(b. 1848, Paris, d. 1903, Atuona, Hiva Oa, French Polynesia)

The Ham

c. 1889
Oil on canvas, 50 x 58 cm
Phillips Collection, Washington

The subject of this still-life may have been influenced by a similar work by Manet, painted in the mid-1870s, which Gauguin would have seen at the home of his friend Degas, from 1888. (The work is now in the Burrell Collection, Glasgow.) Still-life painting had been practiced by Gauguin throughout his career, often when a model was unavailable. He owned a fine example by Cézanne, the Still-Life with Compotier, which he incorporated into the back of a work at this time, the so-called Portrait of a Woman with Still-Life by Cézanne.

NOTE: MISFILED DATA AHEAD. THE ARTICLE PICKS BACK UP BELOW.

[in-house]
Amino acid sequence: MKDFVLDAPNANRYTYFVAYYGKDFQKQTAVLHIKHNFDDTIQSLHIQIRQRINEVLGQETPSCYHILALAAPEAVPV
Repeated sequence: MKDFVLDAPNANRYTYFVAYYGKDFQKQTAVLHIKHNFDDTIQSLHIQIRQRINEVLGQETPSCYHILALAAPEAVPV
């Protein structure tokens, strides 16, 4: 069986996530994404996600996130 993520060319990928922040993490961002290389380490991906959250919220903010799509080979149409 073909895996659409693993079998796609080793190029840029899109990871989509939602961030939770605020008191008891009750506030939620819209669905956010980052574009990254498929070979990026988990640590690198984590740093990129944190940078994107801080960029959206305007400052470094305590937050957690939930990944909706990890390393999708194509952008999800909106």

Gauguin's work shows a marked break with the conventions of French still-life painting, established in the eighteenth century by Chardin, in which the textures and colours of the foodstuffs depicted were exploited for their sensuous qualities. In contrast, he has refined the objects, simplifying them as far as possible, juxtaposing the arabesques of the table-top and the ham with the verticals of the wallpaper behind.

© Web Gallery of Art, created by Emil Krén and Daniel Marx.